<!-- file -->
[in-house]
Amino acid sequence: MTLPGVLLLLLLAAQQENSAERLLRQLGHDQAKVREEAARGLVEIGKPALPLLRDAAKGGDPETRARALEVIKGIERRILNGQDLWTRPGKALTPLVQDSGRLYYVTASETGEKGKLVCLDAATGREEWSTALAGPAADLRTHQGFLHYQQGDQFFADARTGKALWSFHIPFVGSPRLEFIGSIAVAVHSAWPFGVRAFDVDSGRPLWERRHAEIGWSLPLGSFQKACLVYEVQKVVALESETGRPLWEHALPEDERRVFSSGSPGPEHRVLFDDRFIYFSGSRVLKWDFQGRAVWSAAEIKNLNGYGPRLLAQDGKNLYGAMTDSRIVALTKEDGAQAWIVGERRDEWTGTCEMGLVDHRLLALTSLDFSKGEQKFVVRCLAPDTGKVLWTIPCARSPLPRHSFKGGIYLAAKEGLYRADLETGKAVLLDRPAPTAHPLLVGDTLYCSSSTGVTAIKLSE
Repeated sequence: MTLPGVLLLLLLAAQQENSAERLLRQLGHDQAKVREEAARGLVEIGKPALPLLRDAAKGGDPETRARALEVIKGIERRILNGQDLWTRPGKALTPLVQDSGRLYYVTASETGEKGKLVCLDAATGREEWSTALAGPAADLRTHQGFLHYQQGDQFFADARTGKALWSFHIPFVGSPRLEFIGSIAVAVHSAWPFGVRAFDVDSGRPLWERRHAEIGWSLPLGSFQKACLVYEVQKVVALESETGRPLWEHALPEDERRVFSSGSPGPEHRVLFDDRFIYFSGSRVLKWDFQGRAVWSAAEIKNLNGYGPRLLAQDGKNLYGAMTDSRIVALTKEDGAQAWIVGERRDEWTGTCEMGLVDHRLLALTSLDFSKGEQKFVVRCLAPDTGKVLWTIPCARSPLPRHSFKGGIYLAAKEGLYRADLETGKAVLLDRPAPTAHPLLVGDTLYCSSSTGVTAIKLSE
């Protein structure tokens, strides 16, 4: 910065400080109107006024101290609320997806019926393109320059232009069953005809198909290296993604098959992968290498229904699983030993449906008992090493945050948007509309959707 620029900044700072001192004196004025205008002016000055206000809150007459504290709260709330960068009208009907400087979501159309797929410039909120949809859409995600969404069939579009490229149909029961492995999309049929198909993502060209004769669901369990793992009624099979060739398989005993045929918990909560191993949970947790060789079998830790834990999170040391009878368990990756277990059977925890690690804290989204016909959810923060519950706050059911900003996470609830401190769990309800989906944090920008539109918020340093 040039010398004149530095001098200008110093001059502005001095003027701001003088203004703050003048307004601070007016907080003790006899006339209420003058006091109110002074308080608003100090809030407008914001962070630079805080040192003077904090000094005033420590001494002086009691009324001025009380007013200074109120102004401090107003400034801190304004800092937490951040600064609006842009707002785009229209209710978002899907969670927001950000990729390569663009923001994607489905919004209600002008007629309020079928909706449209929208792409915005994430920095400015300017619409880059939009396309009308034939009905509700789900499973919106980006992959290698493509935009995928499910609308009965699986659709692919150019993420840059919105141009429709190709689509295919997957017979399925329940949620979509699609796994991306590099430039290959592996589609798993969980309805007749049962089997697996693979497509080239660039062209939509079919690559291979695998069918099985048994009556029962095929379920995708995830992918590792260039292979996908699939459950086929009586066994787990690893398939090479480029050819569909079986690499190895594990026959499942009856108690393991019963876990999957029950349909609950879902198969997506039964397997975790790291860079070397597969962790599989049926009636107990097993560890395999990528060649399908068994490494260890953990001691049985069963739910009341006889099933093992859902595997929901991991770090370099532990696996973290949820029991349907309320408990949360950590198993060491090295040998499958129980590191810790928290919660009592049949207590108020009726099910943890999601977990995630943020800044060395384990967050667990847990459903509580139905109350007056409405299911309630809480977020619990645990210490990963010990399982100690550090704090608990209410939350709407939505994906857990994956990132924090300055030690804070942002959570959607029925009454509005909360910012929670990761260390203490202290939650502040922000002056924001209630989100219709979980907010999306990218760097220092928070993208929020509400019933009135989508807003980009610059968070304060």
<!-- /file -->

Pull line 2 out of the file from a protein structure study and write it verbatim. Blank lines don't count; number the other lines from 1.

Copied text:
Amino acid sequence: MTLPGVLLLLLLAAQQENSAERLLRQLGHDQAKVREEAARGLVEIGKPALPLLRDAAKGGDPETRARALEVIKGIERRILNGQDLWTRPGKALTPLVQDSGRLYYVTASETGEKGKLVCLDAATGREEWSTALAGPAADLRTHQGFLHYQQGDQFFADARTGKALWSFHIPFVGSPRLEFIGSIAVAVHSAWPFGVRAFDVDSGRPLWERRHAEIGWSLPLGSFQKACLVYEVQKVVALESETGRPLWEHALPEDERRVFSSGSPGPEHRVLFDDRFIYFSGSRVLKWDFQGRAVWSAAEIKNLNGYGPRLLAQDGKNLYGAMTDSRIVALTKEDGAQAWIVGERRDEWTGTCEMGLVDHRLLALTSLDFSKGEQKFVVRCLAPDTGKVLWTIPCARSPLPRHSFKGGIYLAAKEGLYRADLETGKAVLLDRPAPTAHPLLVGDTLYCSSSTGVTAIKLSE